The tribe uses gambling profits not only to pay for services such as law enforcement, education and expanded health care, but also to start up businesses. The Cherokee Nation’s latest ventures include a wireless Internet company intended to help bring the service to rural areas.

Tribes nationwide first opened bingo halls in the late 1970s to fund their operations.

A battle with states over regulation soon followed. In 1988, Congress preserved tribal authority over Class II games such as bingo, but required them to compact with states for Las Vegas-style Class III games.

The Cherokee Nation decided two years ago to pursue its resort even without assurance of the new games. It evolved into an entertainment destination, with an 18-hole golf course, live music in three venues, an elegant restaurant and hotel adorned with original Cherokee artwork.

“We wanted to patent what a gaming facility in Oklahoma should be,” said David Stewart, chief executive officer of Cherokee Nation Enterprises, standing in a lobby draped in Italian glass.

Now, the casino will be converting a banquet hall into a poker room, with hopes of landing on a televised poker tour. An intimate VIP lounge will be reserved for high-stakes card games, Mr. Stewart said.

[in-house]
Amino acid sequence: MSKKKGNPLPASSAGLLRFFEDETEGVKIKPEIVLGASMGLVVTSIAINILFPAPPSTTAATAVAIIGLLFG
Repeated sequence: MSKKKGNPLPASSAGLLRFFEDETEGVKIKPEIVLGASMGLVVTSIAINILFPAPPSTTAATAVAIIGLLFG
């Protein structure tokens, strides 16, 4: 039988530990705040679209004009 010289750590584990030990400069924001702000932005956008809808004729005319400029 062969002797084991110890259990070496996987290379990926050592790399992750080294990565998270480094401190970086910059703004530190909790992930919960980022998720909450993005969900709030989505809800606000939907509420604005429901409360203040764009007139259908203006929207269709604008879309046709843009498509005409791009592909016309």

The games are allowed under the new law because they draw their payout from a players’ pool rather than the house.

But just because tribes are eager to expand doesn’t mean the landscape will be overrun with casinos, Mr. Smith said. Growth is limited by the availability of commercially viable Indian trust land on which to locate them, he said.

“They’ve all been taken, and it’s almost impossible to see land put in trust for gaming,” he said.

For now, his tribe plans to expand its Roland and West Siloam Springs casinos, complete upgrades at Will Rogers Downs in Claremore and open smaller casinos in Tahlequah and Sallisaw.

And with the future seemingly as bright for tribal gambling as the sign lighting the sky outside the Cherokee resort, there already is talk of expansion in Catoosa.